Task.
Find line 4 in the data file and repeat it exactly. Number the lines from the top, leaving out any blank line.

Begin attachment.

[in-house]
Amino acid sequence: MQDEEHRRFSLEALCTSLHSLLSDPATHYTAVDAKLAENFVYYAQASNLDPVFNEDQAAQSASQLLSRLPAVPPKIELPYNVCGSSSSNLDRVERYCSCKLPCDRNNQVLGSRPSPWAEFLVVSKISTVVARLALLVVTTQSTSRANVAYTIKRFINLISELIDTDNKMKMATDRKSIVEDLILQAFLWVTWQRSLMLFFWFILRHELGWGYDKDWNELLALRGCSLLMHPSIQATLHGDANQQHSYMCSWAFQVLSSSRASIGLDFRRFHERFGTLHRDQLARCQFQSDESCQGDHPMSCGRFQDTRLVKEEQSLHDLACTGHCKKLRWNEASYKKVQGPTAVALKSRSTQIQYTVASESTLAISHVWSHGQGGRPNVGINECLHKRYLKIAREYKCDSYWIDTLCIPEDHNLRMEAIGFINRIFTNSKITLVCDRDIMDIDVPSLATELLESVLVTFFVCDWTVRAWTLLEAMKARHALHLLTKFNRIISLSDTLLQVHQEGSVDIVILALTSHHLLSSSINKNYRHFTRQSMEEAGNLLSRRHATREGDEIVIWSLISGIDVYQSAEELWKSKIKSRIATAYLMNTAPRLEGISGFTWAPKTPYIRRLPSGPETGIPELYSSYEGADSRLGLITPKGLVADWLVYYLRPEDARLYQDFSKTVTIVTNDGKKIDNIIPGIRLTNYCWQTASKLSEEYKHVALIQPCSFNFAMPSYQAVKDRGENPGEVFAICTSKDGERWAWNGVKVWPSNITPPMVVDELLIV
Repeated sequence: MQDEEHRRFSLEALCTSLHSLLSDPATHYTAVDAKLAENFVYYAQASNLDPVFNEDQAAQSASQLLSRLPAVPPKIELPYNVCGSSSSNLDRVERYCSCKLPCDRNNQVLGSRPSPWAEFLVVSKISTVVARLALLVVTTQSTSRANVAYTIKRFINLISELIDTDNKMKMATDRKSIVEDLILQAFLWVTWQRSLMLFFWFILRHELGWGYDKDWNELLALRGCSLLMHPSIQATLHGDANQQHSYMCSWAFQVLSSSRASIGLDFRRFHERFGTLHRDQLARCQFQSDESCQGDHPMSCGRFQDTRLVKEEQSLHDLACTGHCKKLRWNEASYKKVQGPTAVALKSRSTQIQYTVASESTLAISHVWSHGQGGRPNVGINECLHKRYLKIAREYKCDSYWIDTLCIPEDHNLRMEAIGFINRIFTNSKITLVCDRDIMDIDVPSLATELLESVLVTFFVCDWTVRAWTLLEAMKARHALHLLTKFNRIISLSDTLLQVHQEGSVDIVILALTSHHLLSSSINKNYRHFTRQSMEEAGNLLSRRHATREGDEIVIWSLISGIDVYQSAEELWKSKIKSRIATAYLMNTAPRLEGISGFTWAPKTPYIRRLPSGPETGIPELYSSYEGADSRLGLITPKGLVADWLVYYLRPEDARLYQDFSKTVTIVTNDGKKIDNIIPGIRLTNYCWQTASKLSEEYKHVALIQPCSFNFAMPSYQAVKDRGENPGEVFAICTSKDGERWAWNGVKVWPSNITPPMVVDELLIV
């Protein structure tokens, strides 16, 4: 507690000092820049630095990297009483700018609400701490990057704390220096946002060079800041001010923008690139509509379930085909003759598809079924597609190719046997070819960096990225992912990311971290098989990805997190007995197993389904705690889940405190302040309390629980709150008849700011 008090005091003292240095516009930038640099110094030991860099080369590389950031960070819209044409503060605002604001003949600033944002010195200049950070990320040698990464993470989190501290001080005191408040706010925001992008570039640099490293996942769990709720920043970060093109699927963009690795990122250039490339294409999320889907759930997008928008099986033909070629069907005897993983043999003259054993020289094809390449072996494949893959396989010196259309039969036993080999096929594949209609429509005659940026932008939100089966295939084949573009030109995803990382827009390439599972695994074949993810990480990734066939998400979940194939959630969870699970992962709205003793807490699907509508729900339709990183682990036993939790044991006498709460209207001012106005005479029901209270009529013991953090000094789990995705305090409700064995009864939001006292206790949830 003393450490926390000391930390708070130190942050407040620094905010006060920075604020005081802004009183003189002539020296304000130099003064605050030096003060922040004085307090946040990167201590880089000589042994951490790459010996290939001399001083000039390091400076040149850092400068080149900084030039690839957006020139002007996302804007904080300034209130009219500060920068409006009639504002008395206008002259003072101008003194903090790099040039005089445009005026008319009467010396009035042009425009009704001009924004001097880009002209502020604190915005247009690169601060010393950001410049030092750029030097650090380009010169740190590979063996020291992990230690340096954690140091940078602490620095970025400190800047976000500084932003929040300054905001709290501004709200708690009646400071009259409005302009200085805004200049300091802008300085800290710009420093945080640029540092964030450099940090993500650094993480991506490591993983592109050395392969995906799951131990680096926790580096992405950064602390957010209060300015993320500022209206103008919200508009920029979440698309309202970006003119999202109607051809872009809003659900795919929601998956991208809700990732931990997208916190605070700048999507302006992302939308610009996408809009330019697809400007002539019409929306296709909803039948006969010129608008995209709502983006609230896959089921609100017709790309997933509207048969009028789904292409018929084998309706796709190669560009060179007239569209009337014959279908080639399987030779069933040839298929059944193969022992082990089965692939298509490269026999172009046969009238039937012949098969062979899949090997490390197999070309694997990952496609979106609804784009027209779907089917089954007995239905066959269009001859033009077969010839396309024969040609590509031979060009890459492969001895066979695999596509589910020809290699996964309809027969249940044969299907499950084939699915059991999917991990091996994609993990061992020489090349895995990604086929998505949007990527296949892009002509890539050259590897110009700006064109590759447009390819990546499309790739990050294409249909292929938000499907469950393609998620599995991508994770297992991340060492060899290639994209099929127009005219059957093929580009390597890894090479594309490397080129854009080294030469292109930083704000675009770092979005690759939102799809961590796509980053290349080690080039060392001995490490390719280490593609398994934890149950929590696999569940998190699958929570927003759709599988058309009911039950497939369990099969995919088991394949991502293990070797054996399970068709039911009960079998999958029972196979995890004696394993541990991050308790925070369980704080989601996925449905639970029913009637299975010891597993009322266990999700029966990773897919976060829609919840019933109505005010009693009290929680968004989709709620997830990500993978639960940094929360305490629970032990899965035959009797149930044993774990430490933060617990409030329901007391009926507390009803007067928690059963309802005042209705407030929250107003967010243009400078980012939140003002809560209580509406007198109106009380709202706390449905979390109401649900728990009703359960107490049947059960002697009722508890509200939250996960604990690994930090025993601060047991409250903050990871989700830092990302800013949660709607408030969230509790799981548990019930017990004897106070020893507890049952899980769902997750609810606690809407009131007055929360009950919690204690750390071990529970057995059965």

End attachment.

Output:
């Protein structure tokens, strides 16, 4: 507690000092820049630095990297009483700018609400701490990057704390220096946002060079800041001010923008690139509509379930085909003759598809079924597609190719046997070819960096990225992912990311971290098989990805997190007995197993389904705690889940405190302040309390629980709150008849700011 008090005091003292240095516009930038640099110094030991860099080369590389950031960070819209044409503060605002604001003949600033944002010195200049950070990320040698990464993470989190501290001080005191408040706010925001992008570039640099490293996942769990709720920043970060093109699927963009690795990122250039490339294409999320889907759930997008928008099986033909070629069907005897993983043999003259054993020289094809390449072996494949893959396989010196259309039969036993080999096929594949209609429509005659940026932008939100089966295939084949573009030109995803990382827009390439599972695994074949993810990480990734066939998400979940194939959630969870699970992962709205003793807490699907509508729900339709990183682990036993939790044991006498709460209207001012106005005479029901209270009529013991953090000094789990995705305090409700064995009864939001006292206790949830 003393450490926390000391930390708070130190942050407040620094905010006060920075604020005081802004009183003189002539020296304000130099003064605050030096003060922040004085307090946040990167201590880089000589042994951490790459010996290939001399001083000039390091400076040149850092400068080149900084030039690839957006020139002007996302804007904080300034209130009219500060920068409006009639504002008395206008002259003072101008003194903090790099040039005089445009005026008319009467010396009035042009425009009704001009924004001097880009002209502020604190915005247009690169601060010393950001410049030092750029030097650090380009010169740190590979063996020291992990230690340096954690140091940078602490620095970025400190800047976000500084932003929040300054905001709290501004709200708690009646400071009259409005302009200085805004200049300091802008300085800290710009420093945080640029540092964030450099940090993500650094993480991506490591993983592109050395392969995906799951131990680096926790580096992405950064602390957010209060300015993320500022209206103008919200508009920029979440698309309202970006003119999202109607051809872009809003659900795919929601998956991208809700990732931990997208916190605070700048999507302006992302939308610009996408809009330019697809400007002539019409929306296709909803039948006969010129608008995209709502983006609230896959089921609100017709790309997933509207048969009028789904292409018929084998309706796709190669560009060179007239569209009337014959279908080639399987030779069933040839298929059944193969022992082990089965692939298509490269026999172009046969009238039937012949098969062979899949090997490390197999070309694997990952496609979106609804784009027209779907089917089954007995239905066959269009001859033009077969010839396309024969040609590509031979060009890459492969001895066979695999596509589910020809290699996964309809027969249940044969299907499950084939699915059991999917991990091996994609993990061992020489090349895995990604086929998505949007990527296949892009002509890539050259590897110009700006064109590759447009390819990546499309790739990050294409249909292929938000499907469950393609998620599995991508994770297992991340060492060899290639994209099929127009005219059957093929580009390597890894090479594309490397080129854009080294030469292109930083704000675009770092979005690759939102799809961590796509980053290349080690080039060392001995490490390719280490593609398994934890149950929590696999569940998190699958929570927003759709599988058309009911039950497939369990099969995919088991394949991502293990070797054996399970068709039911009960079998999958029972196979995890004696394993541990991050308790925070369980704080989601996925449905639970029913009637299975010891597993009322266990999700029966990773897919976060829609919840019933109505005010009693009290929680968004989709709620997830990500993978639960940094929360305490629970032990899965035959009797149930044993774990430490933060617990409030329901007391009926507390009803007067928690059963309802005042209705407030929250107003967010243009400078980012939140003002809560209580509406007198109106009380709202706390449905979390109401649900728990009703359960107490049947059960002697009722508890509200939250996960604990690994930090025993601060047991409250903050990871989700830092990302800013949660709607408030969230509790799981548990019930017990004897106070020893507890049952899980769902997750609810606690809407009131007055929360009950919690204690750390071990529970057995059965």